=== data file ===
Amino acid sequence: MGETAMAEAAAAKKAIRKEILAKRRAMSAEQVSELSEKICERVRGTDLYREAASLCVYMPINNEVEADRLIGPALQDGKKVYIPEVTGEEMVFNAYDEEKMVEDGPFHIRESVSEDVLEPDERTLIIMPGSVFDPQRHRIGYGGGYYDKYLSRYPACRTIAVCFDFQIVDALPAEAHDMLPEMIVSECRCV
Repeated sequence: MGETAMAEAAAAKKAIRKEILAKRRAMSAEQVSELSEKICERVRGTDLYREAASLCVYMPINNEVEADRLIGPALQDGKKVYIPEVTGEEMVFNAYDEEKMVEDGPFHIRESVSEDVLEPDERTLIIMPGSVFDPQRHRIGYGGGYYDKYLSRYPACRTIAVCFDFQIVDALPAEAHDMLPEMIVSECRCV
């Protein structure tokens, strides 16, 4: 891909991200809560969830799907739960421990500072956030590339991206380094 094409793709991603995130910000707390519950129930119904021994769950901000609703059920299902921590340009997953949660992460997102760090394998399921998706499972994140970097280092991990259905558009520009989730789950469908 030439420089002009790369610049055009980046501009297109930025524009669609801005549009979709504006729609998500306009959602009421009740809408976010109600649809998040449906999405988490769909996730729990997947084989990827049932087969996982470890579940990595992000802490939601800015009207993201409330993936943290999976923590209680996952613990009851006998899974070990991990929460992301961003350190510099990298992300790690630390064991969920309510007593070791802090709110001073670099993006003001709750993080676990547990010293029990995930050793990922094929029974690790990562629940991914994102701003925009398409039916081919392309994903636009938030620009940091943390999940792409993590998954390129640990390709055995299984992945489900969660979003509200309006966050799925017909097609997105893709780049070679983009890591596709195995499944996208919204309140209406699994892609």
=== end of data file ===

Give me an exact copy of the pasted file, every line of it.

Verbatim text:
Amino acid sequence: MGETAMAEAAAAKKAIRKEILAKRRAMSAEQVSELSEKICERVRGTDLYREAASLCVYMPINNEVEADRLIGPALQDGKKVYIPEVTGEEMVFNAYDEEKMVEDGPFHIRESVSEDVLEPDERTLIIMPGSVFDPQRHRIGYGGGYYDKYLSRYPACRTIAVCFDFQIVDALPAEAHDMLPEMIVSECRCV
Repeated sequence: MGETAMAEAAAAKKAIRKEILAKRRAMSAEQVSELSEKICERVRGTDLYREAASLCVYMPINNEVEADRLIGPALQDGKKVYIPEVTGEEMVFNAYDEEKMVEDGPFHIRESVSEDVLEPDERTLIIMPGSVFDPQRHRIGYGGGYYDKYLSRYPACRTIAVCFDFQIVDALPAEAHDMLPEMIVSECRCV
């Protein structure tokens, strides 16, 4: 891909991200809560969830799907739960421990500072956030590339991206380094 094409793709991603995130910000707390519950129930119904021994769950901000609703059920299902921590340009997953949660992460997102760090394998399921998706499972994140970097280092991990259905558009520009989730789950469908 030439420089002009790369610049055009980046501009297109930025524009669609801005549009979709504006729609998500306009959602009421009740809408976010109600649809998040449906999405988490769909996730729990997947084989990827049932087969996982470890579940990595992000802490939601800015009207993201409330993936943290999976923590209680996952613990009851006998899974070990991990929460992301961003350190510099990298992300790690630390064991969920309510007593070791802090709110001073670099993006003001709750993080676990547990010293029990995930050793990922094929029974690790990562629940991914994102701003925009398409039916081919392309994903636009938030620009940091943390999940792409993590998954390129640990390709055995299984992945489900969660979003509200309006966050799925017909097609997105893709780049070679983009890591596709195995499944996208919204309140209406699994892609």